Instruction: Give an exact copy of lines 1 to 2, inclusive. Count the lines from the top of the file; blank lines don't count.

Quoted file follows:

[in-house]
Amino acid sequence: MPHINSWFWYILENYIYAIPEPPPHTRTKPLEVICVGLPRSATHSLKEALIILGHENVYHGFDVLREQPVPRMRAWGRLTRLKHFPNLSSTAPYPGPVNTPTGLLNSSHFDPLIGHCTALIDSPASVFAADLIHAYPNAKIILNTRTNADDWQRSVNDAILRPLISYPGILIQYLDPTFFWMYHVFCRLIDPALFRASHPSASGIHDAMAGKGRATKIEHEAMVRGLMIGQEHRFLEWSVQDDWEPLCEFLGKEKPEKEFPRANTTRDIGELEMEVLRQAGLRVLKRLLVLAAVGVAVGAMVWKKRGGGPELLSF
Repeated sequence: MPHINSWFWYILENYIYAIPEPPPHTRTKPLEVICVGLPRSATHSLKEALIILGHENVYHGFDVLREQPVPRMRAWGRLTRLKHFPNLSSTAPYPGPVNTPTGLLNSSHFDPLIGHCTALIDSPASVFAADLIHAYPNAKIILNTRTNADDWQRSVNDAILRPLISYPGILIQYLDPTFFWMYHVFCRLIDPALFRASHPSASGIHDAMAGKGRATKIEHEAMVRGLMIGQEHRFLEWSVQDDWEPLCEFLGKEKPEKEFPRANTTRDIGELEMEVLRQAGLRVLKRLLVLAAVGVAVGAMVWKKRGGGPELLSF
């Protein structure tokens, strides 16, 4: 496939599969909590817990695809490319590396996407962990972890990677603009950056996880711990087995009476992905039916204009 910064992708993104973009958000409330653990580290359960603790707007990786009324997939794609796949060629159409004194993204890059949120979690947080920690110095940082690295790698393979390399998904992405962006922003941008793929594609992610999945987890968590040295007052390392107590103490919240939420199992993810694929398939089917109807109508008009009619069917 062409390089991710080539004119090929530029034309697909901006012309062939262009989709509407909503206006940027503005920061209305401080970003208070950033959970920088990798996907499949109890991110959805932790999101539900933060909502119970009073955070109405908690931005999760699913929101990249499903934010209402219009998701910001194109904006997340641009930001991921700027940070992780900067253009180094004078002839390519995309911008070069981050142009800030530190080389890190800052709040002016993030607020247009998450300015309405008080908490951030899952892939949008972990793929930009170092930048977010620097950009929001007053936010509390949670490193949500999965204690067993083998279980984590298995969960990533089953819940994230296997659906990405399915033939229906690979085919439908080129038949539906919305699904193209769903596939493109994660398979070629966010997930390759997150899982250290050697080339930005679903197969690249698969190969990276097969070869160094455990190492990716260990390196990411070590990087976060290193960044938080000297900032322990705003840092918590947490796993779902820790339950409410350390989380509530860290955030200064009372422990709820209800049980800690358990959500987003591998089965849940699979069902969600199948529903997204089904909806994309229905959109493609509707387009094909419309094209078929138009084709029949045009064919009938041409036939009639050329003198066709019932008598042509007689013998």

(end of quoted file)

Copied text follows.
[in-house]
Amino acid sequence: MPHINSWFWYILENYIYAIPEPPPHTRTKPLEVICVGLPRSATHSLKEALIILGHENVYHGFDVLREQPVPRMRAWGRLTRLKHFPNLSSTAPYPGPVNTPTGLLNSSHFDPLIGHCTALIDSPASVFAADLIHAYPNAKIILNTRTNADDWQRSVNDAILRPLISYPGILIQYLDPTFFWMYHVFCRLIDPALFRASHPSASGIHDAMAGKGRATKIEHEAMVRGLMIGQEHRFLEWSVQDDWEPLCEFLGKEKPEKEFPRANTTRDIGELEMEVLRQAGLRVLKRLLVLAAVGVAVGAMVWKKRGGGPELLSF